wrestling / Columns

Csonka: Is Impact’s Latest TV Deal Just a Stay of Execution?

December 22, 2018 | Posted by Larry Csonka
Wrestlepro Impact Wrestling Pursuit Impact's Pursuit

The morning of December 21st started off with optimism, as I had just published a new column on things I wanted for wrestling in 2019. One of these things I wanted was more than just stability for Impact wrestling. I wanted more than stability, I wanted the company to thrive and grow like never before. With the improvements of 2018, I was really hoping that 2019 would be that year for Impact, the year things finally all come together, go right, that they could secure a viable TV deal and they can grow and not worry about 100 other issues. And then a few hours later, that wasn’t in the cards

The TV History: The broadcast/TV history of Impact is really fascinating…

* Weekly PPV: They started on weekly PPV, a bold strategy that seemed destined to fail without good PR or a TV outlet to push them. They did solid numbers early on, but after projections were grossly overestimated, the company blew the budget and financial backer Health South pulled out and TNA was almost dead three months in.

* Paid Programming on FSN: Dixie and the Carter family entered the fold, heavily invested/bought into the company, and they survived. They kept with weekly PPV and also worked a time buy on FSN with the hopes that the TV could drive the PPV. It wasn’t a horrible idea, but it ended up a huge financial drain on the company. But thankfully, the golden goose was about to land.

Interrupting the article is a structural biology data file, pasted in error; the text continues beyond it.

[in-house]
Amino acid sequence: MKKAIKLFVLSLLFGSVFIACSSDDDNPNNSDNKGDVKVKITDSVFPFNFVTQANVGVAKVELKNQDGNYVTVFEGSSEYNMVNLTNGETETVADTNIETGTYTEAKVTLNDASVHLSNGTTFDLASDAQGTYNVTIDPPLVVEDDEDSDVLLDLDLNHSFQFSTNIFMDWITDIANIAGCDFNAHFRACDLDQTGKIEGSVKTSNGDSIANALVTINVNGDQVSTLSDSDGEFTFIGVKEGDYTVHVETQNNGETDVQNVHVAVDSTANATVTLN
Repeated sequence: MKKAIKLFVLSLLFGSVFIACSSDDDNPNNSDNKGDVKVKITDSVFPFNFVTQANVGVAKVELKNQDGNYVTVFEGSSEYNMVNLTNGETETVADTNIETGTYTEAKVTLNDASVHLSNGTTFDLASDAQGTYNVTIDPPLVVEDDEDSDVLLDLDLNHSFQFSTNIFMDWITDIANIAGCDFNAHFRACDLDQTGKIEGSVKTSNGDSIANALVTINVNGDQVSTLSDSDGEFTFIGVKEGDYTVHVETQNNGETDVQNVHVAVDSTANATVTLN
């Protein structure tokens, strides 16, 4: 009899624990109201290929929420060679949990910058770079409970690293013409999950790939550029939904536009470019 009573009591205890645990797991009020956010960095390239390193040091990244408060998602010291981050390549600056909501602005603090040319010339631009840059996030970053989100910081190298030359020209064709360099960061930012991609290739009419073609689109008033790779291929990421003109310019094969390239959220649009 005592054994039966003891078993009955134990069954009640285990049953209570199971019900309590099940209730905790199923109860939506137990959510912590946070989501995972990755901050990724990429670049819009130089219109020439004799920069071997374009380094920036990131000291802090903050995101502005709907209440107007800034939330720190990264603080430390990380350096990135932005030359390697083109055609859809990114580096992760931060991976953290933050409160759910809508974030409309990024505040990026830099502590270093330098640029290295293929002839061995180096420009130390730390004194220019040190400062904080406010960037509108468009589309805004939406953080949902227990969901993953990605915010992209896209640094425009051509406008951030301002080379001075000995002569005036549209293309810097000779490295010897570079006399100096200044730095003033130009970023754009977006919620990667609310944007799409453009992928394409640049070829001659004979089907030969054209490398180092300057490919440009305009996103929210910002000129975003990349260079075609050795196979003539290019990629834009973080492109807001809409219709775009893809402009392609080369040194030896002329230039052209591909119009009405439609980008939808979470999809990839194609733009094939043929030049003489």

* Spike TV: Impact scored an hour on Spike TV (93 million households with a healthy TV rights deal) that started lower on the TV rights scale, but as the company started averaging the old “1.1” that the seemingly held forever and were rewarded a second hour, they were reportedly making $8 to $10 million a year. Had they been able to maintain this deal, the company wouldn’t have fallen on the hard times it did. But a combination of Spike changing vision, Dixie upsetting the wrong people, and hiding Vince Russo was working for them signaled the end.

* Destination America: With the lucrative Spike deal finished, the company moved to Destination America (57.2 million households (mixed reports of a low TV rights deal/advertising split) with what had been reported as a base TV rights fee of $3 million, plus an ad revenue share. There were replays and a ton of shoulder programming to start, but they quickly disappeared in a bad sign. The budget was severely slashed, and Destination America reportedly had issues selling ad time for the show, so that didn’t add to the wallet any. In fact, the cancellation announcement read as follows…